# My son problem

#### marcus2

Hi there,

My son ask me to help him with one math question which seems to be very easy (as this is primary school) but I cannot help him because I finished my school about 30 years ago and do not remember. So your help needed. The question is:

Given is rectangle ABCD and points E and F that lie on sides BC and CD, where <EAF=45 degrees and BE=DF. Proof that field of triangle AEF is the same as sum of triangle ABE and ADF.

Marek

#### Attachments

• 72.4 KB Views: 10

#### tahirimanov19

Let sides of the rectangle be $a, b$. And $BE=DF=c$.

Area of triangle $ABE = ac/2$ and area of triangle $ADF = bc/2$. And the area of $CFE = (a-c)(b-c)/2=(ab-ac-bc+c^2)/2$.

And the area of the rectangle is $ab$.

Therefore, the area of the triangle $AEF = ab- \dfrac{ac}{2} - \dfrac{bc}{2} - \dfrac{ab-ac-bc+c^2}{2} = \dfrac{ab-c^2}{2}$.

Which means they are not always equal. (Probably never equal.)

Forum Staff
They're equal.

#### DarnItJimImAnEngineer

tahirimanov, you're claiming the areas will not be equal because random choices of a, b, and c don't satisfy the equation, right?

Except you're forgetting the 45Â° constraint. There are only two degrees of freedom in defining the rectangle/triangle pair -- we can choose a and b, or a and c, or a and <DAF, etc..

I have confirmed the areas are equal. However, I haven't been able to come up with a proof that doesn't involve the law of sines or other trig identities. Since it was stated to be a primary school problem, there is probably a much simpler but not obvious way to show this. Perhaps somebody needs to print out an example and start cutting and rearranging paper for inspiration.

• 2 people

#### tahirimanov19

I take my last statement back. I made an error on simulation and quickly jumped to the conclusion.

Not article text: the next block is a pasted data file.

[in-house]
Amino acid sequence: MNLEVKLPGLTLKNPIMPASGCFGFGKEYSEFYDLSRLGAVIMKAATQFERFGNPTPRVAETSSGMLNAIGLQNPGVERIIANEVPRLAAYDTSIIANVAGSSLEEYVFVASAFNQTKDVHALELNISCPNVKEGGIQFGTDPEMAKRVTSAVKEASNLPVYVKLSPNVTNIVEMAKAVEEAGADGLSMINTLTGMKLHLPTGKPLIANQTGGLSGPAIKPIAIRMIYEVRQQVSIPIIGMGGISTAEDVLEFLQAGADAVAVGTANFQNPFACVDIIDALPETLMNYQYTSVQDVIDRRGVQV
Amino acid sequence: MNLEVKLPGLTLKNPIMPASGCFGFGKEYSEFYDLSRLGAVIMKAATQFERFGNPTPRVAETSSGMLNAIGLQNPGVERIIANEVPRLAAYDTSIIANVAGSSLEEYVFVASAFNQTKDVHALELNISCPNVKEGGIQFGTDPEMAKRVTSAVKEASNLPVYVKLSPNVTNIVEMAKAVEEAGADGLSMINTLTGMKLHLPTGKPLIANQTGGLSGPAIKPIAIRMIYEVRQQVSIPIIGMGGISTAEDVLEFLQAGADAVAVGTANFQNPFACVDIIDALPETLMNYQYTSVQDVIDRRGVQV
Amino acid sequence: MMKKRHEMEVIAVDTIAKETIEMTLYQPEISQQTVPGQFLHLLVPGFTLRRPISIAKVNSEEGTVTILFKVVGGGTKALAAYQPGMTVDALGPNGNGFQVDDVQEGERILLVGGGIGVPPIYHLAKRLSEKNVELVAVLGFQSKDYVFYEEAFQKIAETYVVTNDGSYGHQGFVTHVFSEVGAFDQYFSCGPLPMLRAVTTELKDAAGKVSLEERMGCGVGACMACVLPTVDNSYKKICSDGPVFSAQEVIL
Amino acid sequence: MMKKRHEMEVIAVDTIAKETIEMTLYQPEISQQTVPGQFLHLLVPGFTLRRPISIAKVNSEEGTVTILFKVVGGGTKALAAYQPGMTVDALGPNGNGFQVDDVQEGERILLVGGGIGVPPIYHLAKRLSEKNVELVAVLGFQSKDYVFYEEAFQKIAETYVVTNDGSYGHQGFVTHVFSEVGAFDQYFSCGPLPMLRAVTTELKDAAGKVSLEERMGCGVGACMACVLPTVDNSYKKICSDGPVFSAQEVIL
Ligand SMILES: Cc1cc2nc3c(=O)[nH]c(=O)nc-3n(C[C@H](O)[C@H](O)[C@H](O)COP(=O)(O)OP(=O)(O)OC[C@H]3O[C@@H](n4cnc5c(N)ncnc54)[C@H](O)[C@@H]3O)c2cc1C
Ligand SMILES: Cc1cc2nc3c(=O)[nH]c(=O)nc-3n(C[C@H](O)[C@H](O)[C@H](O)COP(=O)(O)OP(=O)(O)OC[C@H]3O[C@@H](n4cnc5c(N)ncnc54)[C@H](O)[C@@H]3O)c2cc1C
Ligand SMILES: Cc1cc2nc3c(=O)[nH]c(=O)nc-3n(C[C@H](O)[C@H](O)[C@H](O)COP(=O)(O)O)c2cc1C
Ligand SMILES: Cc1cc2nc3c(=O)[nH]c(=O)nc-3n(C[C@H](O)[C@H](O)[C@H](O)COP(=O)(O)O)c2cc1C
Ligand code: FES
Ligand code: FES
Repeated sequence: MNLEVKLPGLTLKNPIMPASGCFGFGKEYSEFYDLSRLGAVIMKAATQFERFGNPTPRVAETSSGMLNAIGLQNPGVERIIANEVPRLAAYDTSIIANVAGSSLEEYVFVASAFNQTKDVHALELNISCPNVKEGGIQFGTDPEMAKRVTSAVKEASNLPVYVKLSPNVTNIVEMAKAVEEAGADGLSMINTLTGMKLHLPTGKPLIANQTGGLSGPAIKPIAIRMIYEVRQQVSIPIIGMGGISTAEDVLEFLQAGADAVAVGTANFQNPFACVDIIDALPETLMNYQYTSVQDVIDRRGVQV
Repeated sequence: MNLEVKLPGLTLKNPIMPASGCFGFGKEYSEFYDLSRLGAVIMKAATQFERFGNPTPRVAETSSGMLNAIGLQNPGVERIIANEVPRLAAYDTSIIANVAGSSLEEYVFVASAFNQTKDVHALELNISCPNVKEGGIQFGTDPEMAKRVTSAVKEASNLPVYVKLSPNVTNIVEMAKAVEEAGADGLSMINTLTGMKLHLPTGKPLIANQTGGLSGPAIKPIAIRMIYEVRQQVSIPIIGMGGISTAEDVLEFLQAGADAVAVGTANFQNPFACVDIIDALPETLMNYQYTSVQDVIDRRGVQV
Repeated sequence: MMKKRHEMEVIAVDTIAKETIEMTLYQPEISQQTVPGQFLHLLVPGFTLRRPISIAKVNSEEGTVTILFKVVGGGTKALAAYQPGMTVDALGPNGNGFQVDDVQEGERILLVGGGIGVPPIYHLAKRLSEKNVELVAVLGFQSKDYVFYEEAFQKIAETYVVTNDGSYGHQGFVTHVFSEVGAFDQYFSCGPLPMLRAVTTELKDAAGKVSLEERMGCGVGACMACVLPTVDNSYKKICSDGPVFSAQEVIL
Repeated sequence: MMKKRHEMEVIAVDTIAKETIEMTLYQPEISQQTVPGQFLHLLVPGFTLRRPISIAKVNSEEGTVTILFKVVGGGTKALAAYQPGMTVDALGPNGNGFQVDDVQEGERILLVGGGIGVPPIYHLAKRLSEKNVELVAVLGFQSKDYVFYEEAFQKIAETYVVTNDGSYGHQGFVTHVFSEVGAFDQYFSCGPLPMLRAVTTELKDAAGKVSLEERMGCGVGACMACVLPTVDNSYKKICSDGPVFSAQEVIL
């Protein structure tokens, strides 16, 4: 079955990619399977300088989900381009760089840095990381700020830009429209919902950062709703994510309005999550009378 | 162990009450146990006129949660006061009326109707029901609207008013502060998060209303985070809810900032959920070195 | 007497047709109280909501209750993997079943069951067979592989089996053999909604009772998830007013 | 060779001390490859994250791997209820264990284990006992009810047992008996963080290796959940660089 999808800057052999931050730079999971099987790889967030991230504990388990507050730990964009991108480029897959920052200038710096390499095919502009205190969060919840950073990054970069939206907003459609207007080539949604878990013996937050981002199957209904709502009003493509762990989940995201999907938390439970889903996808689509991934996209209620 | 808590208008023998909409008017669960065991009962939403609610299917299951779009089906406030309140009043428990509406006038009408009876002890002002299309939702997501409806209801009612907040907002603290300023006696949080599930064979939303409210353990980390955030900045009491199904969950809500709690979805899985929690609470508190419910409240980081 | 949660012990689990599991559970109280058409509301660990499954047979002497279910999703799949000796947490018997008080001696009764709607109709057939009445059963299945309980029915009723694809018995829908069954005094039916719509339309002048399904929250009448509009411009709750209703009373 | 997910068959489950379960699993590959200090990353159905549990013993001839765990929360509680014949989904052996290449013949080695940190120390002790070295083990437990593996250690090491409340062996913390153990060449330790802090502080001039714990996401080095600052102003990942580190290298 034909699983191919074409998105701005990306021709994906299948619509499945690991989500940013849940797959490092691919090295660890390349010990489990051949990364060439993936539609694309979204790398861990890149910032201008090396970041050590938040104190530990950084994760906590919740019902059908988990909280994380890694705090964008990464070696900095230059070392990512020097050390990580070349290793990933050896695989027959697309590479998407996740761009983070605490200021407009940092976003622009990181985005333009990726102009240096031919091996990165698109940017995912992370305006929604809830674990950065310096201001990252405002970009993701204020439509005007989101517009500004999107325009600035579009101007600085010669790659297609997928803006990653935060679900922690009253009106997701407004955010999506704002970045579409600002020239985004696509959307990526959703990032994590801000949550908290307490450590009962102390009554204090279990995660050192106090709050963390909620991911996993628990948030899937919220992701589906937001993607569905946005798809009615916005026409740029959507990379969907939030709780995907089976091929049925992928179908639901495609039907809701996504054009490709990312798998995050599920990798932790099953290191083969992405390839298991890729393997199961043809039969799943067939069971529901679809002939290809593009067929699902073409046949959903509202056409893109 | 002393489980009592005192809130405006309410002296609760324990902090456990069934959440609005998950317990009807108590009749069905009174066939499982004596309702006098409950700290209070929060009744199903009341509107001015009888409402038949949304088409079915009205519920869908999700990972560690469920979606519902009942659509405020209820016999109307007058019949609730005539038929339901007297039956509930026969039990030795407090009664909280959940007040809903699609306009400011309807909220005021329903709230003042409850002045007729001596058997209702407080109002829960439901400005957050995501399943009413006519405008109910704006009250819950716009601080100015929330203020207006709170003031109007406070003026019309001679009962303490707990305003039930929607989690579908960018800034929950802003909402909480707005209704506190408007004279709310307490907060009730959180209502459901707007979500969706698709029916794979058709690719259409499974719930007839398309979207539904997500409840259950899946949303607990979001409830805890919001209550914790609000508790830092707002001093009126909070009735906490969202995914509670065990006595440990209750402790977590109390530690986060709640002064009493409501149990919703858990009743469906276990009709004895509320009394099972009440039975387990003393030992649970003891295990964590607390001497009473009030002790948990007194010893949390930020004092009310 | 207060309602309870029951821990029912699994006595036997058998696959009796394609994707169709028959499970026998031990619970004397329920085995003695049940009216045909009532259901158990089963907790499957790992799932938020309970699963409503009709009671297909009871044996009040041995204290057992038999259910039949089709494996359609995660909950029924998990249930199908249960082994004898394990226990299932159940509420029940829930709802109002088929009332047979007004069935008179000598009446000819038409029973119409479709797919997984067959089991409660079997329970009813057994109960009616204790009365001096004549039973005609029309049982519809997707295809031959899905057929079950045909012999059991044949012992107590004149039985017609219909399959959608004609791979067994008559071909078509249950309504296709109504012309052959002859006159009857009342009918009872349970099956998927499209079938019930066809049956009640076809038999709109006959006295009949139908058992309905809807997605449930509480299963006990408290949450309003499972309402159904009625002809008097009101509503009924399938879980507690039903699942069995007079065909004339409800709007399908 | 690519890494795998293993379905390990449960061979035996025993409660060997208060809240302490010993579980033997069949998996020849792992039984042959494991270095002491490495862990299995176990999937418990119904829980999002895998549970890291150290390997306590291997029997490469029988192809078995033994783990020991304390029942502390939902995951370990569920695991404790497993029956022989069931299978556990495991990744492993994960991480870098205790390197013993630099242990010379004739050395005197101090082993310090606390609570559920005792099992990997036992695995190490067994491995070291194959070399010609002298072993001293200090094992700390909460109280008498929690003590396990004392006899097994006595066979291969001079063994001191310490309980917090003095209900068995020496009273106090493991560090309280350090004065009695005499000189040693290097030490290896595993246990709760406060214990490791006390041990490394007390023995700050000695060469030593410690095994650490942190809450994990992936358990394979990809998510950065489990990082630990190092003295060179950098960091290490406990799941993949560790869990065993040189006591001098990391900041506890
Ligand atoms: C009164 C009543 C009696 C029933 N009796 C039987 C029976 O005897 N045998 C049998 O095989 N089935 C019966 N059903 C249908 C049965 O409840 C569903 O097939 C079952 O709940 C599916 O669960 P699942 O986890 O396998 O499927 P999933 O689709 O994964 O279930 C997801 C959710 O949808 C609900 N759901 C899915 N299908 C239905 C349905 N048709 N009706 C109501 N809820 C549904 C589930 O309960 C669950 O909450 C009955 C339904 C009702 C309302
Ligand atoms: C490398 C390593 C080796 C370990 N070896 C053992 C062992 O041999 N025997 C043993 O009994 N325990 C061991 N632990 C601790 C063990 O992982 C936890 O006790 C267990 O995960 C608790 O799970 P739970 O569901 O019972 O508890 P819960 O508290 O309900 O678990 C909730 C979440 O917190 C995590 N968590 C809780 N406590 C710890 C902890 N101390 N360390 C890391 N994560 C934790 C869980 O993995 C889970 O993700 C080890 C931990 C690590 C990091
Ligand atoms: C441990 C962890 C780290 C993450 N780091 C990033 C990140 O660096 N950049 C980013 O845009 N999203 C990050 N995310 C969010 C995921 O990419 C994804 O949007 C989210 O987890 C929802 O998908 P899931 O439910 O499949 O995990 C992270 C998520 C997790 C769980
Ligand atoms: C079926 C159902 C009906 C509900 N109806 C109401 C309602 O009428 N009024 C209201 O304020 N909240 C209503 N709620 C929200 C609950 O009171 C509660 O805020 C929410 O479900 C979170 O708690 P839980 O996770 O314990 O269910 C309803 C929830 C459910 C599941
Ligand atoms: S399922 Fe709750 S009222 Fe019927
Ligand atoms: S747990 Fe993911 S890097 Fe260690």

Returning to the solution:
Let sides of the rectangle be $a, b$. And $BE=DF=c$.

Area of triangle $ABE = ac/2$ and area of triangle $ADF = bc/2$. And the area of $CFE = (a-c)(b-c)/2=(ab-ac-bc+c^2)/2$.

And the area of the rectangle is $ab$.

Therefore, the area of the triangle $AEF = ab- \dfrac{ac}{2} - \dfrac{bc}{2} - \dfrac{ab-ac-bc+c^2}{2} = \dfrac{ab-c^2}{2}$.

Draw a perpendicular from F to AB and let intersection be Q, $AQ=c$. The intersection of AE and FQ is R. $QR = c^2/a$.
Therefore $FR=b-\dfrac{c^2}{a}$

Can't find a way without invoking trigonometry.

#### marcus2

Thank you tahirimanov19, but as I understand gives us only that AEF = (ab-c^2)/2 and if FR=b-c^2/a means that AEF = a*(b-c^2/a)/2 which mean a*FR/2. Do not still see how to compare to sum of fields of triangles AFD and ABE is equal to AEF means ac/2+bc/2=a*FR/2. On attached picture I measured b=9 and a=14, c=4,5 and FR=7,5. There are some roundings issues but sum of triangles ac/2+bc/2= 52 (ca) and a*FR/2=52,5 (so rounding to 52 due to some inaccuracy of my measurement). Means this is equal but still no proof. I also measure that point E split b into equal parts of c. So maybe trigonometry is needed (or properties of triangles) to proof - I tried with sin45*AE*AF but led me to nothing.

#### Attachments

• 75.2 KB Views: 3

#### skipjack

Forum Staff
It's useful to consider a height for triangle AEF, which could easily be done using trigonometry, but also, given the known angle, can be done by geometry (Pythagoras). Also apply Pyhtagoras to triangles ABE and ADF. Now apply a little algebra to get the desired result.